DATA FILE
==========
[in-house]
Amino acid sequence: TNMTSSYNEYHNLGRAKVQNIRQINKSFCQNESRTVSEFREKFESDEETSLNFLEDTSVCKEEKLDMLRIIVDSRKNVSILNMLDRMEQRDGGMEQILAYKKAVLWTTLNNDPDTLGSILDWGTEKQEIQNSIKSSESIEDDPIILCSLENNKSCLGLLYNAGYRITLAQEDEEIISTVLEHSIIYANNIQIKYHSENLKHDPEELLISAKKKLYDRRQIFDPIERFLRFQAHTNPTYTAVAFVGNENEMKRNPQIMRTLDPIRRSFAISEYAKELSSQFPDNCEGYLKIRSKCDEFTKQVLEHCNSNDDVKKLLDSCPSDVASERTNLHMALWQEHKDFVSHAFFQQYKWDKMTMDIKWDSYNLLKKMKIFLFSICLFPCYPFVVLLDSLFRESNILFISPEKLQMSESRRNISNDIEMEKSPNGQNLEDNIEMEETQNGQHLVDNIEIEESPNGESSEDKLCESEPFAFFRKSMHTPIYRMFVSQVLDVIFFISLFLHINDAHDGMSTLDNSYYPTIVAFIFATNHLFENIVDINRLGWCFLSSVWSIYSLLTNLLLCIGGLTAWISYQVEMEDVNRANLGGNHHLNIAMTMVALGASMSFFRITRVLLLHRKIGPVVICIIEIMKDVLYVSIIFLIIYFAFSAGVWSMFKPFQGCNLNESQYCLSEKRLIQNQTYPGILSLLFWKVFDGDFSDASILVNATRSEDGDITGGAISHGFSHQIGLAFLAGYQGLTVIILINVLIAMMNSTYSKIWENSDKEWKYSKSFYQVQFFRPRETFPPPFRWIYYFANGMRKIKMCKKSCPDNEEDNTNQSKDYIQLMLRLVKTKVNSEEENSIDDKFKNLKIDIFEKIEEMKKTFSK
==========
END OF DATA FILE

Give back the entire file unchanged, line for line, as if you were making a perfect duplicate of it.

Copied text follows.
[in-house]
Amino acid sequence: TNMTSSYNEYHNLGRAKVQNIRQINKSFCQNESRTVSEFREKFESDEETSLNFLEDTSVCKEEKLDMLRIIVDSRKNVSILNMLDRMEQRDGGMEQILAYKKAVLWTTLNNDPDTLGSILDWGTEKQEIQNSIKSSESIEDDPIILCSLENNKSCLGLLYNAGYRITLAQEDEEIISTVLEHSIIYANNIQIKYHSENLKHDPEELLISAKKKLYDRRQIFDPIERFLRFQAHTNPTYTAVAFVGNENEMKRNPQIMRTLDPIRRSFAISEYAKELSSQFPDNCEGYLKIRSKCDEFTKQVLEHCNSNDDVKKLLDSCPSDVASERTNLHMALWQEHKDFVSHAFFQQYKWDKMTMDIKWDSYNLLKKMKIFLFSICLFPCYPFVVLLDSLFRESNILFISPEKLQMSESRRNISNDIEMEKSPNGQNLEDNIEMEETQNGQHLVDNIEIEESPNGESSEDKLCESEPFAFFRKSMHTPIYRMFVSQVLDVIFFISLFLHINDAHDGMSTLDNSYYPTIVAFIFATNHLFENIVDINRLGWCFLSSVWSIYSLLTNLLLCIGGLTAWISYQVEMEDVNRANLGGNHHLNIAMTMVALGASMSFFRITRVLLLHRKIGPVVICIIEIMKDVLYVSIIFLIIYFAFSAGVWSMFKPFQGCNLNESQYCLSEKRLIQNQTYPGILSLLFWKVFDGDFSDASILVNATRSEDGDITGGAISHGFSHQIGLAFLAGYQGLTVIILINVLIAMMNSTYSKIWENSDKEWKYSKSFYQVQFFRPRETFPPPFRWIYYFANGMRKIKMCKKSCPDNEEDNTNQSKDYIQLMLRLVKTKVNSEEENSIDDKFKNLKIDIFEKIEEMKKTFSK